Library and Archives: New exhibition examines our prime ministers and their impact on art and artists

This sketch of Mackenzie King and his dog Pat was done by Arthur Lismer, a member of the Group of Seven. Courtesy Library and Archives

We know prime ministers mostly by their public political lives. Sometimes we find out more and learn about personal quirks, or more intimate matters, but rarely do we see Canadian leaders as art lovers and art influencers, even though they are often the subject of artists.  

That is the purpose of a new exhibition at Library and Archives Canada (LAC), which offers an insight into Prime Ministers and the Arts: Creators, Collectors and Muses.

The Library holds massive amounts of documentary heritage left by prime ministers and buried in the stacks are a slew of artworks, artifacts, documents, objects, portraits and photographs. These feature our first ministers, some more than others, save for the current PM, Justin Trudeau. His time will come 

The exhibition, curated by the Library’s Madeleine Trudeau and Meaghan Scanlon, includes art reviews, contained in letters written by Sir Wilfrid Laurier, poems by Mackenzie King and a portrait of Lester B. Pearson by the Indigenous artist Carl Beam.     

There is a special part of the show that features material from the library of Mackenzie King, who left much of his personal property to the people of Canada. He also appointed literary executors to oversee the disposition of his papers and books.

The idea for the show started with King, the co-curators said.

Scanlon said she was sifting through King’s library looking for inscriptions and notes to add to our knowledge of the country’s longest serving and weirdest PMs. 

“He kept a diary. And I would search for the titles of the books in the diary to see when he was reading them. Basically I realized the library tells a story of King. Then I became interested in prime ministers’ libraries in general and I thought it would be interesting if we could do some thing with prime ministers’ book collections. I told Madeleine that and she said…”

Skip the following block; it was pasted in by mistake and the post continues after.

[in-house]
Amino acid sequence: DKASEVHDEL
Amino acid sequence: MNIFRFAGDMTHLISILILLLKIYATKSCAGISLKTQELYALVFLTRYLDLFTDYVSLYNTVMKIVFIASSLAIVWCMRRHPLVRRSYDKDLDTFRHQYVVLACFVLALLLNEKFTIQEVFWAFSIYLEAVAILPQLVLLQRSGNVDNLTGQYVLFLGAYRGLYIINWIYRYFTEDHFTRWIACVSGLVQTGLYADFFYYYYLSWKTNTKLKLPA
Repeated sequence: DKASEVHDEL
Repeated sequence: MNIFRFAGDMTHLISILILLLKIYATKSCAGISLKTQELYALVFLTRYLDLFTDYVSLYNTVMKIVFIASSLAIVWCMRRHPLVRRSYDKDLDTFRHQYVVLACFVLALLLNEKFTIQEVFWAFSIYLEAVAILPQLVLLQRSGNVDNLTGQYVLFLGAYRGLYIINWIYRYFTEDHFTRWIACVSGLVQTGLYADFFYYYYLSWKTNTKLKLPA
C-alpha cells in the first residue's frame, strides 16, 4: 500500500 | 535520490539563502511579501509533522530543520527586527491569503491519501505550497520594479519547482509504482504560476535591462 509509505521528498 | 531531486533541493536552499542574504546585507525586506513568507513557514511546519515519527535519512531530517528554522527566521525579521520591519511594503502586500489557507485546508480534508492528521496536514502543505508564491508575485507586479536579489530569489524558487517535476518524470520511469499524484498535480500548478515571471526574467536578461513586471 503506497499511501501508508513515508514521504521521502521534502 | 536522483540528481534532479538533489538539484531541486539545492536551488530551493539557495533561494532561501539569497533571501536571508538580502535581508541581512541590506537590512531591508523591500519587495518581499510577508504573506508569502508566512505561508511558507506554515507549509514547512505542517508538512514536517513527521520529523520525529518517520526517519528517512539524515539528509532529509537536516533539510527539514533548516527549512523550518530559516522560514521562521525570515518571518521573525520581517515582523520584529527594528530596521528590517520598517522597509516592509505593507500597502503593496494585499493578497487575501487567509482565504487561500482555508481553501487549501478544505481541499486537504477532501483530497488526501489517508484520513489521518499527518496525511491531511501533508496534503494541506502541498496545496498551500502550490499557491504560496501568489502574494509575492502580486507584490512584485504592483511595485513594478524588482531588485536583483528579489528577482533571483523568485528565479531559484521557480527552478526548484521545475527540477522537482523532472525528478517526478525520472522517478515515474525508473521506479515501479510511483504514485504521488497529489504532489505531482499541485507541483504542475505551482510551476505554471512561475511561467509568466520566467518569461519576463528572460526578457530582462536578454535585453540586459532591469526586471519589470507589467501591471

“… I said that is really fascinating. LAC also happens to have King’s art collection which is extensive and it also reflects his personality. With those things we realized we had the start of a great idea for an exhibition.”

So they started pushing it further and they realized King wasn’t the only PM for which LAC had this kind of material.

George Walker woodcut featuring Pierre Trudeau’s famous Walk in the Snow. Courtesy Library and Archives.

There are three sections to the exhibition. Muses — essentially how prime ministers have inspired artists, Patrons of the arts and artists and Creators. Each section has a figurehead prime minister who symbolizes the intent of the section.

The figurehead for the Muses section is a bit of a surprise. Sir John Thompson, who died in office on a visit to London in 1894.

He was well-regarded, Scanlon said and his early death ended a promising career.

The centrepiece of the Thompson ‘tribute’ are three paintings by Frederic Marlett Bell-Smith. 

Bell-Smith painted the canvasses on spec hoping they was land him a commission, Trudeau said. He even went to London and convinced Queen Victoria to sit for him. The first canvas shows the queen at Thompson funeral in London. There are important historical figures including Abdul Karim, Victoria’s Muslim servant and confidante.